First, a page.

The GG reboot was fine. It stuck to the original formula while being updated for modernity. There were cameos and return characters that were nice to see. Typically, these reboots are terrible (see: Fuller House), but this one was okay. I’d be shocked if they didn’t do it again and I’ll look forward to watching six hours of Netflix in two days again. Funny, I should add, that it definitely took me MUCH longer to get through six hours of House of Cards.


What do we do about Gronk?

One side: Cut him loose. Trade him for two first round picks. His injuries have cost the Patriots seedings or the season every year but one. You don’t have the money for him and Bennett. You can’t guarantee he’ll come back the same Gronk we love.

Other side: That one year he was healthy at the end of the season, the Patriots won the Super Bowl. He’s never not come back and been the same Gronk we love.

Another side: Retire. Consider life after football. Hasn’t he said he doesn’t spend his salary money? He’s a first ballot hall of fame tight end. One of the best ever. A Super Bowl champion.

Yet another side: He’ll be the greatest what-if ever. He’s already in the conversation for best of all-time. Two, three more seasons like he’s had every season and he’s the best, hands down. He doesn’t have the stats of Gates or longevity of Gonzalez, but no tight end has changed the course of an entire NFL season the way he has every year.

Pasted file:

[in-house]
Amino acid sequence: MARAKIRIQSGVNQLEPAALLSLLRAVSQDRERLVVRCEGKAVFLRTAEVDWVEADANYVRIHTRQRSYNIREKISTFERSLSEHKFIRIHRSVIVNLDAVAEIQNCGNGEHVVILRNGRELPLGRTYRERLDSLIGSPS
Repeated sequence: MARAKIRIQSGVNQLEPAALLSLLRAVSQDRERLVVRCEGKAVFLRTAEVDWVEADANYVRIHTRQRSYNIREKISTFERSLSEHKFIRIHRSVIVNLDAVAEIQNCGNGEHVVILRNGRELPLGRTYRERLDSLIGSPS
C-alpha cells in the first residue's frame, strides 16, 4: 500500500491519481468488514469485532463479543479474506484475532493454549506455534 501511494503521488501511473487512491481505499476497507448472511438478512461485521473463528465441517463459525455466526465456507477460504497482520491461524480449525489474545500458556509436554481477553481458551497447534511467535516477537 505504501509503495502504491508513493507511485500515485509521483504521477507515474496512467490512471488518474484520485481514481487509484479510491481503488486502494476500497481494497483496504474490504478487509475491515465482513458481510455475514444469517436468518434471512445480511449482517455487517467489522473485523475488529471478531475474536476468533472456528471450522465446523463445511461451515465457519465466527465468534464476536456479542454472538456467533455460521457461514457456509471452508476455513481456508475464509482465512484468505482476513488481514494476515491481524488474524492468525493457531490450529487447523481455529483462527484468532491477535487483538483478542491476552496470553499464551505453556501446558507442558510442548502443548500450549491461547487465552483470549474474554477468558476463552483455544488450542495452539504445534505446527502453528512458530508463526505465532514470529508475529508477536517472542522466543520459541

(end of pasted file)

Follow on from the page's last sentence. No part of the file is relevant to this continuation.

To wit:

2011 plays Super Bowl on broken ankle, loss to Giants

2012 broke arm against Houston, Pats lost next game to Ravens

2013 torns ACL, Pats lose home field, then AFC title game to Broncos

2014 no injuries, Super Bowl champs

2015 knee injury sat Gronk last month of the season, lose home field and at Broncos in AFC title game

2016 back injury.

I just threw up.


Read: This piece by Kathryn Schulz won the Pulitzer last year. It’s terrifying and interesting and worth 20 minutes of your time. Considering all the environmental work we’ve accomplished over the course of the last couple decades and the possible consequences of a new administration, this is worth considering.